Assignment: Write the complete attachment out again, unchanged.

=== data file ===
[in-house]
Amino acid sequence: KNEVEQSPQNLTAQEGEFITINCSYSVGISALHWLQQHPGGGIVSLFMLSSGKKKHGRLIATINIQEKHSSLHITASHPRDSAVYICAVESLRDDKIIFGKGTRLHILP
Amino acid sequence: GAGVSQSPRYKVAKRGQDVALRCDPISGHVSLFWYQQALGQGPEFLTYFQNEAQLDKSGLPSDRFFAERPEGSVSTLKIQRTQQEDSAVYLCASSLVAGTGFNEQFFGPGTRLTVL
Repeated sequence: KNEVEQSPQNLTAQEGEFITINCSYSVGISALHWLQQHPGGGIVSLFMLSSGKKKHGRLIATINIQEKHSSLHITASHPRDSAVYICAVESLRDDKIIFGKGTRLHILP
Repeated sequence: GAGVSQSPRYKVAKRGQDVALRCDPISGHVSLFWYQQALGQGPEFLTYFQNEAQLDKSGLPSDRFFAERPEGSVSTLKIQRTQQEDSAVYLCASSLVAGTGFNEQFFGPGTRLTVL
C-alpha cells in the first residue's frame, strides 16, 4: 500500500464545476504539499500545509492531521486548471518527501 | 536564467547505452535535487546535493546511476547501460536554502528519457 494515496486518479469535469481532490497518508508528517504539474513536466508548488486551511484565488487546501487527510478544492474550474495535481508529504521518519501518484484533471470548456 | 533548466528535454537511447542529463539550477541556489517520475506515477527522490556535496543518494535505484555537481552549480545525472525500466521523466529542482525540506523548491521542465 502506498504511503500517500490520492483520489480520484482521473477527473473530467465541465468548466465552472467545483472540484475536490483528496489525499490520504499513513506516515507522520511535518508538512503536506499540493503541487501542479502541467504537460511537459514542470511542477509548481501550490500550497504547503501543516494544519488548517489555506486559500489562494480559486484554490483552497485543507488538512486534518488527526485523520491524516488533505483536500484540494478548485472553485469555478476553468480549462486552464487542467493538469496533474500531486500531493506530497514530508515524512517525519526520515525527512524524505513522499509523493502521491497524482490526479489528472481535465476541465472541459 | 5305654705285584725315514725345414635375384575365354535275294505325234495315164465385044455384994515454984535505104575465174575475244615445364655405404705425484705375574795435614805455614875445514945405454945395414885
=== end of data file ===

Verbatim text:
[in-house]
Amino acid sequence: KNEVEQSPQNLTAQEGEFITINCSYSVGISALHWLQQHPGGGIVSLFMLSSGKKKHGRLIATINIQEKHSSLHITASHPRDSAVYICAVESLRDDKIIFGKGTRLHILP
Amino acid sequence: GAGVSQSPRYKVAKRGQDVALRCDPISGHVSLFWYQQALGQGPEFLTYFQNEAQLDKSGLPSDRFFAERPEGSVSTLKIQRTQQEDSAVYLCASSLVAGTGFNEQFFGPGTRLTVL
Repeated sequence: KNEVEQSPQNLTAQEGEFITINCSYSVGISALHWLQQHPGGGIVSLFMLSSGKKKHGRLIATINIQEKHSSLHITASHPRDSAVYICAVESLRDDKIIFGKGTRLHILP
Repeated sequence: GAGVSQSPRYKVAKRGQDVALRCDPISGHVSLFWYQQALGQGPEFLTYFQNEAQLDKSGLPSDRFFAERPEGSVSTLKIQRTQQEDSAVYLCASSLVAGTGFNEQFFGPGTRLTVL
C-alpha cells in the first residue's frame, strides 16, 4: 500500500464545476504539499500545509492531521486548471518527501 | 536564467547505452535535487546535493546511476547501460536554502528519457 494515496486518479469535469481532490497518508508528517504539474513536466508548488486551511484565488487546501487527510478544492474550474495535481508529504521518519501518484484533471470548456 | 533548466528535454537511447542529463539550477541556489517520475506515477527522490556535496543518494535505484555537481552549480545525472525500466521523466529542482525540506523548491521542465 502506498504511503500517500490520492483520489480520484482521473477527473473530467465541465468548466465552472467545483472540484475536490483528496489525499490520504499513513506516515507522520511535518508538512503536506499540493503541487501542479502541467504537460511537459514542470511542477509548481501550490500550497504547503501543516494544519488548517489555506486559500489562494480559486484554490483552497485543507488538512486534518488527526485523520491524516488533505483536500484540494478548485472553485469555478476553468480549462486552464487542467493538469496533474500531486500531493506530497514530508515524512517525519526520515525527512524524505513522499509523493502521491497524482490526479489528472481535465476541465472541459 | 5305654705285584725315514725345414635375384575365354535275294505325234495315164465385044455384994515454984535505104575465174575475244615445364655405404705425484705375574795435614805455614875445514945405454945395414885